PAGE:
Beat up Harbour Bridge has some questioning quality of its refurbishment
Exposed joints, potholes on Saint John bridge lead to questions about multi-million dollar project
It hasn't been that long since an expensive refurbishment project was completed on Saint John, N.B.'s Harbour Bridge, but extensive potholes and exposed joints on the structure already have some questioning the quality of the previous work.
The bridge, which dates back to 1966, was in need of repairs for years.
The situation was desperate enough that work began in 2010 even before a funding deal had been hashed out, and almost a full year before the federal government handed ownership of the bridge over to the province.
After that, the province's efforts to repair the bridge were plagued by delays and financial problems with the original contractor.
The $40-million project was completed in late 2013 and now, even after summer patch-ups during following construction seasons, a drive across the bridge is anything but smooth.
"It's horrible," said Marcel Doiron, who drove across the Harbour Bridge Saturday night. "One lane is basically, it's almost undrivable."
The right hand lane going westbound is where most drivers agree the worst of the damage is. A long stretch of potholes and stripped away asphalt has many avoiding it altogether.
"It was pretty bad," said Jessie Schmidt. "I usually switch to the other side."
Schmidt doesn't think the province got its money's worth during the refurbishment. She's not alone in holding that opinion.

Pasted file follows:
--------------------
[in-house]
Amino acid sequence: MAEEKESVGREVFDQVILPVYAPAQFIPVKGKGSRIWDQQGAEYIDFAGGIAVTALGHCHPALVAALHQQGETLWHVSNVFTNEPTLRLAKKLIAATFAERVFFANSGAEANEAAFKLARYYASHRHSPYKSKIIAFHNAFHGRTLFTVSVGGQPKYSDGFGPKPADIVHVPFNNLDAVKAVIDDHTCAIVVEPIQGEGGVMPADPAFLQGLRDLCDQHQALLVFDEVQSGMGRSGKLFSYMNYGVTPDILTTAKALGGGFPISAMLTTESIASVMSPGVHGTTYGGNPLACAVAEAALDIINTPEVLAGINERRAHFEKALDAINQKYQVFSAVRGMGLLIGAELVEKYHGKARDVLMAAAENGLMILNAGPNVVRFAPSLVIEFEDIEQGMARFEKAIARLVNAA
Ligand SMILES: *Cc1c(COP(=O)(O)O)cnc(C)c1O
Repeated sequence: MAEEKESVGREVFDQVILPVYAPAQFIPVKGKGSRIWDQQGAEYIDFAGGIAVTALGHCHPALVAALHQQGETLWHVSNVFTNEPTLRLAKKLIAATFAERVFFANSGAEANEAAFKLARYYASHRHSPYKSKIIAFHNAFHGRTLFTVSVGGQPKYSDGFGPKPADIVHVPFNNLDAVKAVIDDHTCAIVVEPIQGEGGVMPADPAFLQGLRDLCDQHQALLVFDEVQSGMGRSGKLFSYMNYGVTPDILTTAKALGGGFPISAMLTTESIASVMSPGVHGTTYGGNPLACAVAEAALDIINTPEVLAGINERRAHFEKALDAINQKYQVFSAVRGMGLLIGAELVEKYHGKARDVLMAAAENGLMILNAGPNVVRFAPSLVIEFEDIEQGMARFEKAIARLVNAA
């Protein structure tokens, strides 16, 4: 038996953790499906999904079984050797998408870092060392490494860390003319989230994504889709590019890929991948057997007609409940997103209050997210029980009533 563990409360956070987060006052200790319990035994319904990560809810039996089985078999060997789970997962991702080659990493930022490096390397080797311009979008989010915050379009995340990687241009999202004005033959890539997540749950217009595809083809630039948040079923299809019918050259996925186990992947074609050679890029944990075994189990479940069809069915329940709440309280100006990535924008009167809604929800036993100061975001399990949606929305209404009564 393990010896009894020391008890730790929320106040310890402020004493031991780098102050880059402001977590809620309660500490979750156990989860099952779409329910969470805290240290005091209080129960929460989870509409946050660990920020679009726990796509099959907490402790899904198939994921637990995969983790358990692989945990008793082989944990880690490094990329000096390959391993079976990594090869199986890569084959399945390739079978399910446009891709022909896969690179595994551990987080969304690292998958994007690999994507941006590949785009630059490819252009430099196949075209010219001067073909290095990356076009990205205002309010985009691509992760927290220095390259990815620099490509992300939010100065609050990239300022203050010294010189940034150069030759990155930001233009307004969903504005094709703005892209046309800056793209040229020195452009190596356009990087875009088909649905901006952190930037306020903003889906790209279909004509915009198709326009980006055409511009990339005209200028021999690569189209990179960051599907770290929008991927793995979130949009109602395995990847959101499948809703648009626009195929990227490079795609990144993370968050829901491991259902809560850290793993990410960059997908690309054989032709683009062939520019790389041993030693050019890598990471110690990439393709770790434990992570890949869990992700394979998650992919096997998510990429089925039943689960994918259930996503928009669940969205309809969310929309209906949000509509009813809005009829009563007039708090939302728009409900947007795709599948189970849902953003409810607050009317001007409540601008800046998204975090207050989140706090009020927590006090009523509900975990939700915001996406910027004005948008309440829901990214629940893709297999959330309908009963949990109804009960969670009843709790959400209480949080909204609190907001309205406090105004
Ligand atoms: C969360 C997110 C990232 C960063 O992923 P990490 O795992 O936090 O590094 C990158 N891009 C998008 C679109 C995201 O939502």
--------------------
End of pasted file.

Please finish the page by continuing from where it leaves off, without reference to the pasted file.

Ken Anthony was manager of the Harbour Bridge Authority before ownership was handed over to the province in 2011.
"It shouldn't be anywhere near that deteriorated this soon," he said.
"The asphalt is breaking out in places, and around the expansion joints is in rough shape," said Anthony.
He questions whether the work during the rehab was done to the right standard and thinks the province should investigate.
"Somebody should for sure be following up and doing tests and measurements to see if, you know, the asphalt's failing or if it's compressed or the joints were installed properly," said Anthony.
City councillor Blake Armstrong said he's actually gotten out of his truck on the bridge to measure exposed joints.
"It's about an inch-and-a-quarter you're driving over," said Armstrong. "When you're doing 40 clicks, 50 clicks, it's quite hard on the suspension of your car."
Armstrong said five years after the project's completion, he thinks the bridge is in worse shape now than it was before.
"I feel we wasted millions of dollars on that retrofit," he said.
CBC News requested an interview with Bill Fraser, the minister in charge of the Department of Transportation and Infrastructure. His spokesperson issued a statement instead, blaming the bridge's condition on recent weather.
"The potholes are bothersome but do not impact the bridge's structural integrity," wrote Jeremy Trevors.
Once weather permits, he said crews would begin patching it up. In the statement, Trevors said the bridge is also inspected regularly "to ensure its structural integrity remains intact."